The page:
Custom notifications are an innovative way to communicate quickly, tactically, and directly with particular high-risk people.
Custom notifications are an innovative way to communicate quickly, tactically, and directly with particular high-risk people. Custom notifications typically take place during home or street visits conducted by a team of law enforcement and community representatives to articulate to high risk people that they are valued members of the community, give individualized information about their legal risk, and offer opportunities for help. As part of custom notifications, law enforcement partners can perform custom legal assessments, the process of reviewing offenders’ legal histories and vulnerabilities to produce information specific to them and deter further violence. Effective custom notifications can also address an offender’s personal circumstances, family history, and the like to offer possibilities for individualized support.
Within the Group Violence Intervention, custom notifications can be used to interrupt group “beefs,” avoid retaliation after incidents, calm outbreaks of violence, and reinforce the overall antiviolence message. They are also used to communicate with high-risk people in other intervention contexts. In Chicago, the city’s Violence Reduction Strategy partners have used hundreds of custom notifications, and the U.S. Department of justice is supporting the process there.
The National Network produced Custom Notifications: Individualized Communication in the Group Violence Intervention, published by COPS Office in 2014, to provide a practical tool for cities seeking to use custom notifications.
Custom Notifications: Individualized Communication in the Group Violence Intervention provides practical information about "custom notifications," an independent element of GVI that enables quick, tactical, direct communication to particular group members. Custom notifications articulate that group members are valued members of the community, give individualized information about their legal risk, and offer opportunities for help. They effectively interrupt group "beefs," avoid retaliation after incidents, calm outbreaks of violence, and reinforce the GVI message.
David M. Kennedy, Director of the National Network for Safe Communities, and Chris Mallette, Executive Director of the Chicago Violence Reduction Strategy, present the "custom notifications" strategy for giving individualized messages to those at highest risk of violent victimization or offending. This webinar covers the basic principles of custom notifications and offers examples and practical information from the field.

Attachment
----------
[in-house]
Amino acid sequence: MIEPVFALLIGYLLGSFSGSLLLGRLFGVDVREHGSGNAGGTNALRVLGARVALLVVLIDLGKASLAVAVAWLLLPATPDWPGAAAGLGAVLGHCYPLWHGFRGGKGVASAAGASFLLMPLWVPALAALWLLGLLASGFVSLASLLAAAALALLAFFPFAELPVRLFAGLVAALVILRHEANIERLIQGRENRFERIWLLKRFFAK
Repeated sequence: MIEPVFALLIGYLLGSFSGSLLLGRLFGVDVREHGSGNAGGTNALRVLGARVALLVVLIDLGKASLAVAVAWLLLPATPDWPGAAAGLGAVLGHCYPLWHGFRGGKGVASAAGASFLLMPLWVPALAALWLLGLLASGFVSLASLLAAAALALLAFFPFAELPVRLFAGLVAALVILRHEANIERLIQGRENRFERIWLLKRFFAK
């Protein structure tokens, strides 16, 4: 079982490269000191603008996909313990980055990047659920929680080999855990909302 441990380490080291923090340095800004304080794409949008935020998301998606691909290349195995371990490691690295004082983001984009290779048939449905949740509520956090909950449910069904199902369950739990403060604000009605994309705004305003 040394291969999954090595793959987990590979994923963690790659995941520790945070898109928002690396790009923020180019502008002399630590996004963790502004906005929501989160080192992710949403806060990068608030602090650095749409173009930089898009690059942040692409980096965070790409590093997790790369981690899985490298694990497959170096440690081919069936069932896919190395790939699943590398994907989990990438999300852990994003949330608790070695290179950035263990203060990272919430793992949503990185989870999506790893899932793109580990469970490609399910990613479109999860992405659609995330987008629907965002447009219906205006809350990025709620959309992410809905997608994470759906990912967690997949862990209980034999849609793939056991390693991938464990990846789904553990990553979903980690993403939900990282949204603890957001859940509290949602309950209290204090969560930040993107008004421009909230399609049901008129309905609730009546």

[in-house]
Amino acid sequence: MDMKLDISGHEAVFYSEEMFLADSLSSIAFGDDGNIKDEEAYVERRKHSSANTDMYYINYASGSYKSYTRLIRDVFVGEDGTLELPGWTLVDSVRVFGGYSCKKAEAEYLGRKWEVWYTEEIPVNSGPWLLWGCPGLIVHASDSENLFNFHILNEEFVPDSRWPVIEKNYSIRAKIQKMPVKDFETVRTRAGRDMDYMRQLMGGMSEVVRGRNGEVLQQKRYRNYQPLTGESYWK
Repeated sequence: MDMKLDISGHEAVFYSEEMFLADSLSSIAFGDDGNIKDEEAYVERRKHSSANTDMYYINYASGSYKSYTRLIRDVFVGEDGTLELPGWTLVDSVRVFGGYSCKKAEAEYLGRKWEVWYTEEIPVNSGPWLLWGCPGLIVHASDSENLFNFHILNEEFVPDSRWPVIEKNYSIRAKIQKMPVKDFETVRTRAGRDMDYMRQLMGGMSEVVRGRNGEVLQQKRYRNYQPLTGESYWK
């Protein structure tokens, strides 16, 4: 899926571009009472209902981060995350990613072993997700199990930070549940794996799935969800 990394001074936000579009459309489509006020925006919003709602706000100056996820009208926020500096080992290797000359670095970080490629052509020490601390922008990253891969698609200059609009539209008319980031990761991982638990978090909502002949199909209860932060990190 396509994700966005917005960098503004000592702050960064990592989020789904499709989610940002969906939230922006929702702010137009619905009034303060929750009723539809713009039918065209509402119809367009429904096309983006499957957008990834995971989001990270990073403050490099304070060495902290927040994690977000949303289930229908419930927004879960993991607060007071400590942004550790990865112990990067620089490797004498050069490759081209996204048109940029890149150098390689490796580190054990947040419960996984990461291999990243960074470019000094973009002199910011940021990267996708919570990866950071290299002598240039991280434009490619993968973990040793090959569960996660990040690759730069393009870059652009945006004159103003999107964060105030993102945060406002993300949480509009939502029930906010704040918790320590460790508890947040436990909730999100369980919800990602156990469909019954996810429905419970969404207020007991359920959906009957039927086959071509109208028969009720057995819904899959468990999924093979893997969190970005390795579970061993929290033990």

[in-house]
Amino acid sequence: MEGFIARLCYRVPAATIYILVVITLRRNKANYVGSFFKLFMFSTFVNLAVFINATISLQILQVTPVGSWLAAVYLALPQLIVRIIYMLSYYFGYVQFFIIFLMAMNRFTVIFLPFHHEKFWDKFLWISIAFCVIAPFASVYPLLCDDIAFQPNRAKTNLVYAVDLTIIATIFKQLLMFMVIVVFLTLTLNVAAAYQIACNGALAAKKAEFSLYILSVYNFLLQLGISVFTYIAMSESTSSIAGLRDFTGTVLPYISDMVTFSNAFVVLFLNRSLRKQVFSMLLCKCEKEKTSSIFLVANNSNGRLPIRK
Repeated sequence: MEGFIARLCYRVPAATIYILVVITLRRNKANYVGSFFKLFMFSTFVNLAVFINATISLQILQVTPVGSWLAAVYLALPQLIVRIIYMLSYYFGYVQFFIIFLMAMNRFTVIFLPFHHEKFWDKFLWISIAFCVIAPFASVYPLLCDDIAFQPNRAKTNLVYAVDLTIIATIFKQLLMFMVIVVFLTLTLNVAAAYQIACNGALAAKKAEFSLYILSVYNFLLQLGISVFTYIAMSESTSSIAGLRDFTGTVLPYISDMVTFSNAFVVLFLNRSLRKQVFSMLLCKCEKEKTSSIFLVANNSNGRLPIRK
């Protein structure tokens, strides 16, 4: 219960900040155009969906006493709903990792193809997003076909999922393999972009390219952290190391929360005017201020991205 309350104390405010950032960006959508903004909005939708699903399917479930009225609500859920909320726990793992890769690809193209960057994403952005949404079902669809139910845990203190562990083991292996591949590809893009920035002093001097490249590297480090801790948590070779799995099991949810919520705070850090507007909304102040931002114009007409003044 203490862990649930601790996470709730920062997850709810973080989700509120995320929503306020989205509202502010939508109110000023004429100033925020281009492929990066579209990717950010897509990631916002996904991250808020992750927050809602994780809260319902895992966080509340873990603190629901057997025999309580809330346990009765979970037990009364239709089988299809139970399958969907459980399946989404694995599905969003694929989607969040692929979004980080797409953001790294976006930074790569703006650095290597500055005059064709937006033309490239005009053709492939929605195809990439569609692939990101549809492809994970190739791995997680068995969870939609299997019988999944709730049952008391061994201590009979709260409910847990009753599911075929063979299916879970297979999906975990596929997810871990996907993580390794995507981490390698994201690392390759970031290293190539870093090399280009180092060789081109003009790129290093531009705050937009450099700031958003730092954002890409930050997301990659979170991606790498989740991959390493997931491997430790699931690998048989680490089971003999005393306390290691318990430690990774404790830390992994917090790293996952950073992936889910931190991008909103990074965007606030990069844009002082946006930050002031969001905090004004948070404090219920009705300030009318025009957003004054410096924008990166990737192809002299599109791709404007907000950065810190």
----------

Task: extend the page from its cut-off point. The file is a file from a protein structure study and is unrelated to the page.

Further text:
Project Longevity in New Haven is continuing to contribute to sustained low-levels of violent crime. Daily intelligence meetings, custom notifications, and other innovations are supporting the vital work being done.
“At the end of the day, the goal of this entire program is to save lives.”
NNSC research partner Andrew Papachristos penned a recent op-ed to discuss the methodology and motivation behind Chicago's Strategic Subject List.
David Kennedy makes the case that Chicago is home to important national work and innovations in criminal justice.
Project Vision in Vermont has been working to effectively address the heroin epidemic sweeping the state. The NNSC has provided informal advising to officials in Rutland, VT based on our Drug Market Intervention and have been pleased to see it being successfully mapped to the heroin crisis that is affecting Vermont and many other areas across the country.
"Teams of Birmingham police officers, including Chief A.C. Roper, hit the streets in the western portion of the city [in December] to let both the criminals, and the residents, know they care and they are watching."
A recent evaluation by researchers at Yale University has concluded that Project Longevity has reduced gun violence in New Haven. According the to study “even accounting for a variety of alternative explanations, the implementation of Project Longevity in New Haven was associated with a reduction of nearly [five group-member involved] shootings and homicides per month.”
National Network Director David Kennedy appeared on a radio program to discuss the strategy being used in Rutland, VT to combat the city's heroin problem.
"Among the mountains of programs devoted to addressing the plague of domestic violence, the police initiative in High Point, N.C., stands out for it bold approach to holding offenders accountable.Big Mountain Data will showcase the High Point Model in a documentary debuting this fall. “Turning Point” will tell the groundbreaking story of the program’s success so far. In three years, the city has nearly eliminated domestic violence homicides and decreased repeat offender recidivism."
"In Rutland, the number of crimes related to drug use is plummeting, hundreds of people are receiving addiction treatment, and notorious drug dens are being razed and replaced by parks. It’s an aggressive counterattack, called Project Vision, that has enlisted residents and community leaders in a sweeping collaboration that is gaining national attention."
IAN THOMAS JANSEN-LONNQUIST FOR THE BOSTON GLOBE